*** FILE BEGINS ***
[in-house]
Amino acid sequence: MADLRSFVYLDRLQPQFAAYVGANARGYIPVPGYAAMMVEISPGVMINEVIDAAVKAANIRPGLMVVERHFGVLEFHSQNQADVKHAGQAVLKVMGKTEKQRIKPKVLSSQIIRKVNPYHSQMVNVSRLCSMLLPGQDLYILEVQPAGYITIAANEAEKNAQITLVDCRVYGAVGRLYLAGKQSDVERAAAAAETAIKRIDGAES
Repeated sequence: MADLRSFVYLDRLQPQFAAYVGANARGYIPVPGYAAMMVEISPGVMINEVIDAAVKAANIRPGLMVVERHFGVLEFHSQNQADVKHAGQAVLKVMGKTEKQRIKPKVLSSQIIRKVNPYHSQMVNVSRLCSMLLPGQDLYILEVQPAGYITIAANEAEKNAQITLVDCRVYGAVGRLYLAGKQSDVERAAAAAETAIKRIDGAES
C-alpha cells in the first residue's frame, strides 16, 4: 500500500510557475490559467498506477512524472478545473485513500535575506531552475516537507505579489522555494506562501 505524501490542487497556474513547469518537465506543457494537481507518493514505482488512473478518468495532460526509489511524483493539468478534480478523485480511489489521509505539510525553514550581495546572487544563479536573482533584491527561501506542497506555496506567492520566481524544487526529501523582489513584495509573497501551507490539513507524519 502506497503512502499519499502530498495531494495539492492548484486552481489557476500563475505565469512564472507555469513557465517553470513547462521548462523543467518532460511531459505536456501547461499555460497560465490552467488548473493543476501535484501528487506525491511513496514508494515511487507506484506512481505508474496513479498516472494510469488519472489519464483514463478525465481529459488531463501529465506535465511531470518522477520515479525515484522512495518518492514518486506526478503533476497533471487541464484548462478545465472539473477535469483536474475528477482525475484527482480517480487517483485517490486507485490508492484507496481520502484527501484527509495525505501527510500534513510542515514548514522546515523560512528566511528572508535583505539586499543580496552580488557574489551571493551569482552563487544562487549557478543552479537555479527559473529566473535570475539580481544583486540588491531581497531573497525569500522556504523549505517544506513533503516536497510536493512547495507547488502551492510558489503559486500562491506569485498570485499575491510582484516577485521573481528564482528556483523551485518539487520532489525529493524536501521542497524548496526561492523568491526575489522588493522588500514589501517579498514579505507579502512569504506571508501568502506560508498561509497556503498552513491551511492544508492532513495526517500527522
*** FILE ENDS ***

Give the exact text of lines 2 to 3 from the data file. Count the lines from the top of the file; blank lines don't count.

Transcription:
Amino acid sequence: MADLRSFVYLDRLQPQFAAYVGANARGYIPVPGYAAMMVEISPGVMINEVIDAAVKAANIRPGLMVVERHFGVLEFHSQNQADVKHAGQAVLKVMGKTEKQRIKPKVLSSQIIRKVNPYHSQMVNVSRLCSMLLPGQDLYILEVQPAGYITIAANEAEKNAQITLVDCRVYGAVGRLYLAGKQSDVERAAAAAETAIKRIDGAES
Repeated sequence: MADLRSFVYLDRLQPQFAAYVGANARGYIPVPGYAAMMVEISPGVMINEVIDAAVKAANIRPGLMVVERHFGVLEFHSQNQADVKHAGQAVLKVMGKTEKQRIKPKVLSSQIIRKVNPYHSQMVNVSRLCSMLLPGQDLYILEVQPAGYITIAANEAEKNAQITLVDCRVYGAVGRLYLAGKQSDVERAAAAAETAIKRIDGAES